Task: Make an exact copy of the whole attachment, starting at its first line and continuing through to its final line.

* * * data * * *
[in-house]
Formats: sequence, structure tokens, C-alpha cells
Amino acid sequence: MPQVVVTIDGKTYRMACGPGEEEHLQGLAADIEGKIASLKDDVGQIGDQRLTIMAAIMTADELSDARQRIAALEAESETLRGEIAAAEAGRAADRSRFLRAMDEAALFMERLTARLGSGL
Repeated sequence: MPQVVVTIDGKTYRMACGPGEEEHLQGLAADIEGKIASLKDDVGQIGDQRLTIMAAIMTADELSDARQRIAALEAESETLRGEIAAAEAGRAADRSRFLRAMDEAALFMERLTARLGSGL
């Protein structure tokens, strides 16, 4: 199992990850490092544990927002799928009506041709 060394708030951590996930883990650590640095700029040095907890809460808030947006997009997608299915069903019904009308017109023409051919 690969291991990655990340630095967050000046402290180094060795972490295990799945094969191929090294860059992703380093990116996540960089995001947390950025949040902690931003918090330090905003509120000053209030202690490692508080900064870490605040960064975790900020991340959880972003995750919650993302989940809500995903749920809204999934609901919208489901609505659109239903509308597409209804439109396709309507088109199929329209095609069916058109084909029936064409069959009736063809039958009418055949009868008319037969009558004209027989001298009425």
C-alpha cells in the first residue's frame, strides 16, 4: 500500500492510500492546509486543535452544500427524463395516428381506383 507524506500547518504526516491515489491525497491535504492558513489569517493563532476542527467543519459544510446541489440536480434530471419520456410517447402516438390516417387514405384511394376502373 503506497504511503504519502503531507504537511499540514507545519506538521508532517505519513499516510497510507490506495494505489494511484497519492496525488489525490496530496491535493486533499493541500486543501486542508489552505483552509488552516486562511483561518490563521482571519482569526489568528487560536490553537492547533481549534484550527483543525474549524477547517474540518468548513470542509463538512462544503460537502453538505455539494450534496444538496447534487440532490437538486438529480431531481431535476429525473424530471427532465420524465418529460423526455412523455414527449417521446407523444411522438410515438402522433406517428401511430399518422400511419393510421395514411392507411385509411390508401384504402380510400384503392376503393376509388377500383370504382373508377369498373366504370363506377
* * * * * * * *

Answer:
[in-house]
Formats: sequence, structure tokens, C-alpha cells
Amino acid sequence: MPQVVVTIDGKTYRMACGPGEEEHLQGLAADIEGKIASLKDDVGQIGDQRLTIMAAIMTADELSDARQRIAALEAESETLRGEIAAAEAGRAADRSRFLRAMDEAALFMERLTARLGSGL
Repeated sequence: MPQVVVTIDGKTYRMACGPGEEEHLQGLAADIEGKIASLKDDVGQIGDQRLTIMAAIMTADELSDARQRIAALEAESETLRGEIAAAEAGRAADRSRFLRAMDEAALFMERLTARLGSGL
């Protein structure tokens, strides 16, 4: 199992990850490092544990927002799928009506041709 060394708030951590996930883990650590640095700029040095907890809460808030947006997009997608299915069903019904009308017109023409051919 690969291991990655990340630095967050000046402290180094060795972490295990799945094969191929090294860059992703380093990116996540960089995001947390950025949040902690931003918090330090905003509120000053209030202690490692508080900064870490605040960064975790900020991340959880972003995750919650993302989940809500995903749920809204999934609901919208489901609505659109239903509308597409209804439109396709309507088109199929329209095609069916058109084909029936064409069959009736063809039958009418055949009868008319037969009558004209027989001298009425």
C-alpha cells in the first residue's frame, strides 16, 4: 500500500492510500492546509486543535452544500427524463395516428381506383 507524506500547518504526516491515489491525497491535504492558513489569517493563532476542527467543519459544510446541489440536480434530471419520456410517447402516438390516417387514405384511394376502373 503506497504511503504519502503531507504537511499540514507545519506538521508532517505519513499516510497510507490506495494505489494511484497519492496525488489525490496530496491535493486533499493541500486543501486542508489552505483552509488552516486562511483561518490563521482571519482569526489568528487560536490553537492547533481549534484550527483543525474549524477547517474540518468548513470542509463538512462544503460537502453538505455539494450534496444538496447534487440532490437538486438529480431531481431535476429525473424530471427532465420524465418529460423526455412523455414527449417521446407523444411522438410515438402522433406517428401511430399518422400511419393510421395514411392507411385509411390508401384504402380510400384503392376503393376509388377500383370504382373508377369498373366504370363506377